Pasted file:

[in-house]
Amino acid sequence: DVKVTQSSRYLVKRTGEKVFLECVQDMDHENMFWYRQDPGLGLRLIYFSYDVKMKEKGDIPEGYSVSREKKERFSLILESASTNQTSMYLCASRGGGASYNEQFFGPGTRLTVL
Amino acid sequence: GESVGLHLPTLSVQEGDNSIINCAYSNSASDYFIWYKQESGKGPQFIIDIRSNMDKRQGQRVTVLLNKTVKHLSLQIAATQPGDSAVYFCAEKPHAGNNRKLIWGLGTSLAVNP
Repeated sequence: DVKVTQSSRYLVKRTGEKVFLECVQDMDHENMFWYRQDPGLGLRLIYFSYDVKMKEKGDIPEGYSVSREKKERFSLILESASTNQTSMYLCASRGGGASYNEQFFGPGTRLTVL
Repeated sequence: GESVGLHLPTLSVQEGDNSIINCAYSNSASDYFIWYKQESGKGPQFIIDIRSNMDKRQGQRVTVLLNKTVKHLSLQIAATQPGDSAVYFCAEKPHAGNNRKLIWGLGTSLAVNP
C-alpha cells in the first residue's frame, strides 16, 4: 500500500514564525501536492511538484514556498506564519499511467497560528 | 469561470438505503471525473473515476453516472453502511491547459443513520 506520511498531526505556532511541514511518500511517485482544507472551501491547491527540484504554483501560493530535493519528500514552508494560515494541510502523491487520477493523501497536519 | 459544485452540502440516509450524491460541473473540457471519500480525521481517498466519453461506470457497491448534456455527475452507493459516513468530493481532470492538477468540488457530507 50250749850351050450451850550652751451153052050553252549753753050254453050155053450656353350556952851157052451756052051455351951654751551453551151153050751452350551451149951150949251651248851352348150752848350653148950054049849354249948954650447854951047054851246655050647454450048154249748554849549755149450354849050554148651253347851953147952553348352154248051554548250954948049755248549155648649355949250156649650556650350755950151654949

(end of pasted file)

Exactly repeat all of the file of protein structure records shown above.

[in-house]
Amino acid sequence: DVKVTQSSRYLVKRTGEKVFLECVQDMDHENMFWYRQDPGLGLRLIYFSYDVKMKEKGDIPEGYSVSREKKERFSLILESASTNQTSMYLCASRGGGASYNEQFFGPGTRLTVL
Amino acid sequence: GESVGLHLPTLSVQEGDNSIINCAYSNSASDYFIWYKQESGKGPQFIIDIRSNMDKRQGQRVTVLLNKTVKHLSLQIAATQPGDSAVYFCAEKPHAGNNRKLIWGLGTSLAVNP
Repeated sequence: DVKVTQSSRYLVKRTGEKVFLECVQDMDHENMFWYRQDPGLGLRLIYFSYDVKMKEKGDIPEGYSVSREKKERFSLILESASTNQTSMYLCASRGGGASYNEQFFGPGTRLTVL
Repeated sequence: GESVGLHLPTLSVQEGDNSIINCAYSNSASDYFIWYKQESGKGPQFIIDIRSNMDKRQGQRVTVLLNKTVKHLSLQIAATQPGDSAVYFCAEKPHAGNNRKLIWGLGTSLAVNP
C-alpha cells in the first residue's frame, strides 16, 4: 500500500514564525501536492511538484514556498506564519499511467497560528 | 469561470438505503471525473473515476453516472453502511491547459443513520 506520511498531526505556532511541514511518500511517485482544507472551501491547491527540484504554483501560493530535493519528500514552508494560515494541510502523491487520477493523501497536519 | 459544485452540502440516509450524491460541473473540457471519500480525521481517498466519453461506470457497491448534456455527475452507493459516513468530493481532470492538477468540488457530507 50250749850351050450451850550652751451153052050553252549753753050254453050155053450656353350556952851157052451756052051455351951654751551453551151153050751452350551451149951150949251651248851352348150752848350653148950054049849354249948954650447854951047054851246655050647454450048154249748554849549755149450354849050554148651253347851953147952553348352154248051554548250954948049755248549155648649355949250156649650556650350755950151654949